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Dauphiné Libéré
Photo ©: Sirotti

The Scott Sunderland Diary 2003

Swinging into the end of the season

Belgium, September 3, 2003

On the start ramp in the Giro
Photo © Sirotti
Click for larger image

Editor's note: The last time we heard from Scott was at the end of the Giro d'Italia, where he finished 22nd (following the eventual disqualification of Raimondas Rumsas) after a very solid three weeks of riding for his teammates and for his own chances of a stage win. It was Scott's first three week tour after his 1998 accident, and despite going in with no real ambitions on GC, was eventually given that role by his team director.

His racing plans at the end of the Giro were cut short by sickness, and he took the rest of June and most of July off before pinning on a race number again. Now he's back in business, and keen to do well in the latter half of the season.

Six weeks off without racing after the Giro was a bit disappointing because I had so much form but no races to use it. I had a bit of a rest, spent time with my family and swung back into it in July before the Tour de la Region Wallonne. But then I had some back problems, and things weren't going smoothly. The car trip home from HEW Cyclassics Cup Hamburg put my back out and it took a lot longer to get right than any other time...thanks to Amstel '98. Doing World Cup races with a bad back puts a bit more strain on you.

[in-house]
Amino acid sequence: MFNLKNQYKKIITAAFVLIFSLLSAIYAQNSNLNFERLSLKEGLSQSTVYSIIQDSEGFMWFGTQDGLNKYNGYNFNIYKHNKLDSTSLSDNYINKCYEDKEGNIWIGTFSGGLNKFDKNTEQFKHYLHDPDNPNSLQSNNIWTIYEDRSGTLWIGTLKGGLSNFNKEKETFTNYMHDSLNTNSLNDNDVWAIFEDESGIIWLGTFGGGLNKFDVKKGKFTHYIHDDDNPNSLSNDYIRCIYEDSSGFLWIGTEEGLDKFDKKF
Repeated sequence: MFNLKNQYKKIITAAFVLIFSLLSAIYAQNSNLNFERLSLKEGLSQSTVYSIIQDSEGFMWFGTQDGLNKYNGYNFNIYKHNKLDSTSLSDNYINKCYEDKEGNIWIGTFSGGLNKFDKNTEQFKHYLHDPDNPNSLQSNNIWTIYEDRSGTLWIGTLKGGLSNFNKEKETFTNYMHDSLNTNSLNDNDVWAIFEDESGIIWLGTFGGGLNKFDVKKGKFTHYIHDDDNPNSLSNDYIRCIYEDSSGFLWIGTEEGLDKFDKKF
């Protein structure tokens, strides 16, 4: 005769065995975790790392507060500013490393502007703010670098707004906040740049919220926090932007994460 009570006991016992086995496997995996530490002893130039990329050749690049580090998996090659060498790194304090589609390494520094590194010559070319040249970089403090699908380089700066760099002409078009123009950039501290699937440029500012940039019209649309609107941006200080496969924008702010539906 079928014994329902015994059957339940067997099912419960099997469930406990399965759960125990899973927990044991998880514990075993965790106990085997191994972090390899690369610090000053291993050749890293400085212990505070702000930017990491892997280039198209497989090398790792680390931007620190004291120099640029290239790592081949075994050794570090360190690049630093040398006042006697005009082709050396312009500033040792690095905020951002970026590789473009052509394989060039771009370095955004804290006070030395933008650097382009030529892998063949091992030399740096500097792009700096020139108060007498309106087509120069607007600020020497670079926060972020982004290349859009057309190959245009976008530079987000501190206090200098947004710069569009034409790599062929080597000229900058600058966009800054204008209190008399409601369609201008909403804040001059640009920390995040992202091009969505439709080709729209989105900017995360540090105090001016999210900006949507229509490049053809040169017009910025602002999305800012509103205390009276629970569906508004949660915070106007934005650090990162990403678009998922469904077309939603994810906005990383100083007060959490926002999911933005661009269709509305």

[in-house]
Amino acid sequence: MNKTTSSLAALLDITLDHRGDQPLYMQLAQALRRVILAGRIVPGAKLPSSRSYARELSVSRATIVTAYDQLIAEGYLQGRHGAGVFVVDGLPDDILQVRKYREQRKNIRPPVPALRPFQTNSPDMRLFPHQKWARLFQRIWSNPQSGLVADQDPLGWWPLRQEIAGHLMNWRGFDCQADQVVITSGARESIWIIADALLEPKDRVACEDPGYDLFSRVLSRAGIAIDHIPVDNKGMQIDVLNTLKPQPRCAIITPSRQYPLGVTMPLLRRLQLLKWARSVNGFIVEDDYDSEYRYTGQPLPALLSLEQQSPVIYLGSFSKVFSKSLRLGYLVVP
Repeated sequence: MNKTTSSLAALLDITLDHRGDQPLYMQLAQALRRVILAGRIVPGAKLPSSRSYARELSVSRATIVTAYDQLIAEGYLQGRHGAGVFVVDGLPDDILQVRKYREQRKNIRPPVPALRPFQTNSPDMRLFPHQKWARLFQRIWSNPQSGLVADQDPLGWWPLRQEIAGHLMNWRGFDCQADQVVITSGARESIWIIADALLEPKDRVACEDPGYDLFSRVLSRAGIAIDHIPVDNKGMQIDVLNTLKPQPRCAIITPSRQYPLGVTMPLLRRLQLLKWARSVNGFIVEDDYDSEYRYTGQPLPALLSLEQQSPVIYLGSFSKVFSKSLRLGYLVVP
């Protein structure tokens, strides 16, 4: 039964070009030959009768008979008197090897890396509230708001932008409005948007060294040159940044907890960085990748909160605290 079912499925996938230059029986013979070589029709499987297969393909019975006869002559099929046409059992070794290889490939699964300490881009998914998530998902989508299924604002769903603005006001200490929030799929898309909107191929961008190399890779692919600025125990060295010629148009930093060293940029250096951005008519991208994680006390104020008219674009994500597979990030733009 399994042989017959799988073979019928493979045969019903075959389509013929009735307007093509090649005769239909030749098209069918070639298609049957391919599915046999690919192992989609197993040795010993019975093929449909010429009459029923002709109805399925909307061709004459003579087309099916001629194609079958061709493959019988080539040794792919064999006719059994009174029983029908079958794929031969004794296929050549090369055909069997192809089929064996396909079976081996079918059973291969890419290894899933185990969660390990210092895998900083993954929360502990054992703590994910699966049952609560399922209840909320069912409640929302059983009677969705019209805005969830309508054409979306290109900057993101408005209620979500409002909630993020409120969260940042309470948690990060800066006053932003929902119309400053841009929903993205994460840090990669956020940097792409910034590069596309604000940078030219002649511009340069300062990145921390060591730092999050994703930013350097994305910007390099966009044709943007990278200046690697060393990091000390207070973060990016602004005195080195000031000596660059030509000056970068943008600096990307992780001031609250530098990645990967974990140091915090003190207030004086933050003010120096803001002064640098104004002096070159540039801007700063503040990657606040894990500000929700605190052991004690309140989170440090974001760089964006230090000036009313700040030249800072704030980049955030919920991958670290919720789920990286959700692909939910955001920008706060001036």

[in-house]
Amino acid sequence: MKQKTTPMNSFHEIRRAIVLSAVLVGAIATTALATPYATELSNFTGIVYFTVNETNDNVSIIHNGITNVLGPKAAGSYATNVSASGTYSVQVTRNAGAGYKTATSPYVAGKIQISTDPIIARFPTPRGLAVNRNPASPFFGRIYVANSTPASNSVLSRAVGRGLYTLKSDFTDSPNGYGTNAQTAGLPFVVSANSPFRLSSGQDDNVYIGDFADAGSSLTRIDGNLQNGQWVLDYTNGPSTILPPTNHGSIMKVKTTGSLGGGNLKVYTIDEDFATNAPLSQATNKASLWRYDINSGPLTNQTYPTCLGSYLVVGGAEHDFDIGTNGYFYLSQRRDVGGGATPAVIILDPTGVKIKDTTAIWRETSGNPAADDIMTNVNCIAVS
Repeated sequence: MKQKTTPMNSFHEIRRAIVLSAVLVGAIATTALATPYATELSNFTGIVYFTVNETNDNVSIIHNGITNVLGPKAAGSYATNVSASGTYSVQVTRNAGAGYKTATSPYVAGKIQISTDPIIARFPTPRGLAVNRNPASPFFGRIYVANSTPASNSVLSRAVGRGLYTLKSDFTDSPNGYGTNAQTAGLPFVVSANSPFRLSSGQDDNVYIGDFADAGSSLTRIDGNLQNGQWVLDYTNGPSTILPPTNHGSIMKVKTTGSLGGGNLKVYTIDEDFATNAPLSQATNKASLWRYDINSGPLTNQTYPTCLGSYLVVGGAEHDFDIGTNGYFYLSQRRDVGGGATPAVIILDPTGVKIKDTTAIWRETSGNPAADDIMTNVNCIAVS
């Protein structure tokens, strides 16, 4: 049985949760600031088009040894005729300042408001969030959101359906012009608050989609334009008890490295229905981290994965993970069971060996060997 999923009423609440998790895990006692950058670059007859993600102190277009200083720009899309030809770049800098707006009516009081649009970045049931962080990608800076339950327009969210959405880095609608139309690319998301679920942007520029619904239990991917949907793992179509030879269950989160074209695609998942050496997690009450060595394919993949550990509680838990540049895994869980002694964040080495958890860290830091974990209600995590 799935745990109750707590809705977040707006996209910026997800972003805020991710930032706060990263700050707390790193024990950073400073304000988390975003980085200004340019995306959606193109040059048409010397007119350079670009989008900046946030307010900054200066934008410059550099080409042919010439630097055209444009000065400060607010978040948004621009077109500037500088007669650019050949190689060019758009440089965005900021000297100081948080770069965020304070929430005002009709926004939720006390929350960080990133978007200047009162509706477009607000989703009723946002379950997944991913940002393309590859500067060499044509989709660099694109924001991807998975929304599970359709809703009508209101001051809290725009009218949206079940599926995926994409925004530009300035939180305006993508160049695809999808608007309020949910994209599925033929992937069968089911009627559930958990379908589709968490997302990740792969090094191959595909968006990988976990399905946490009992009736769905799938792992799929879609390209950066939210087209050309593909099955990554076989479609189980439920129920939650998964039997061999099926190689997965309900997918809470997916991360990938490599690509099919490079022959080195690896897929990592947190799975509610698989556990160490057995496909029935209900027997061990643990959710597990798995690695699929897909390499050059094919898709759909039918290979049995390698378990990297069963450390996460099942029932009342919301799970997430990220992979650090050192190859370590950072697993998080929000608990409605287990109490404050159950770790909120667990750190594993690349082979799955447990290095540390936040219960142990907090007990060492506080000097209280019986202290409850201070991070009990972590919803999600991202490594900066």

Even through the Giro, Kenneth from Copenhagen [Frank Høj's chiropractor] had to come down and treat me, and he got it right. Since I got back I've been visiting an osteopath in Waregem and a chiropractor, but it's taken a bit longer than I'd hoped. Now it's feeling alright. Robin Taylor is doing a lot of work with me and it's been good because she's been able to do a lot of work on me every day.

I'm looking at a really good program. Merksem, then Leuven, Fourmies, Wallonie, Isbergues. Paris-Bourges, and we're quite confident for Paris-Tours as well. Around the middle of the September we'll know the selection for the World's. Although we can qualify with 12 riders Australian coach Shayne Bannan said he'll maybe only take 6, due to budget reasons. The pro riders get all the points and do all the work so that we can send a full team, so according to me if you can take 12, you take them. Even if the rider only does half the race it's experience for him, riding at the front, doing a good job. You don't see Belgium only sending six riders.

I might jeopardise my own selection again by speaking my mind, but there's a few things I don't quite understand.

As for budget reasons, they have training camps in Australia and Italy at the beginning of the year, where they invited a biomechanic and a physiologist. At the World's itself you've got VIP's and hangers on, so surely they could save a bit of money for these odd years when the World's are held outside Europe. No training camp you run is equivalent to the World's. To be there, see the race, see how it unfold...it's completely different to any other race with so many teams and the way it's ridden right down to the finish. It's a pure physical thing as it just gets harder and harder. It's experience you can't gain by not being there, and I know of this first hand, after actually riding many.